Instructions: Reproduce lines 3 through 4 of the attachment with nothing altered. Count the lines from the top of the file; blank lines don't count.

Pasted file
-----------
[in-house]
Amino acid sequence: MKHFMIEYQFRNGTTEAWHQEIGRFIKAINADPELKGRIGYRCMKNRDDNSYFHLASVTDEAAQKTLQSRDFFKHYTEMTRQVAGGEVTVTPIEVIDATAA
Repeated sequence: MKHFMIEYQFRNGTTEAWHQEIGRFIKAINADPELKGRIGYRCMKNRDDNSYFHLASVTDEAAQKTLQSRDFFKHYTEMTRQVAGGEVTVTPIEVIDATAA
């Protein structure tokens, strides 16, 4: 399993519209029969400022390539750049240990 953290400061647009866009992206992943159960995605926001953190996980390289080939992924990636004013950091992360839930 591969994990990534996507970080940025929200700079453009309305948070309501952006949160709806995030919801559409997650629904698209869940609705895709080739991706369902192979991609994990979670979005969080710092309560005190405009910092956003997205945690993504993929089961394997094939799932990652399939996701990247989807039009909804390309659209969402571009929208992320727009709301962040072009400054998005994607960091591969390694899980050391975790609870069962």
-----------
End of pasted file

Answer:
Repeated sequence: MKHFMIEYQFRNGTTEAWHQEIGRFIKAINADPELKGRIGYRCMKNRDDNSYFHLASVTDEAAQKTLQSRDFFKHYTEMTRQVAGGEVTVTPIEVIDATAA
């Protein structure tokens, strides 16, 4: 399993519209029969400022390539750049240990 953290400061647009866009992206992943159960995605926001953190996980390289080939992924990636004013950091992360839930 591969994990990534996507970080940025929200700079453009309305948070309501952006949160709806995030919801559409997650629904698209869940609705895709080739991706369902192979991609994990979670979005969080710092309560005190405009910092956003997205945690993504993929089961394997094939799932990652399939996701990247989807039009909804390309659209969402571009929208992320727009709301962040072009400054998005994607960091591969390694899980050391975790609870069962």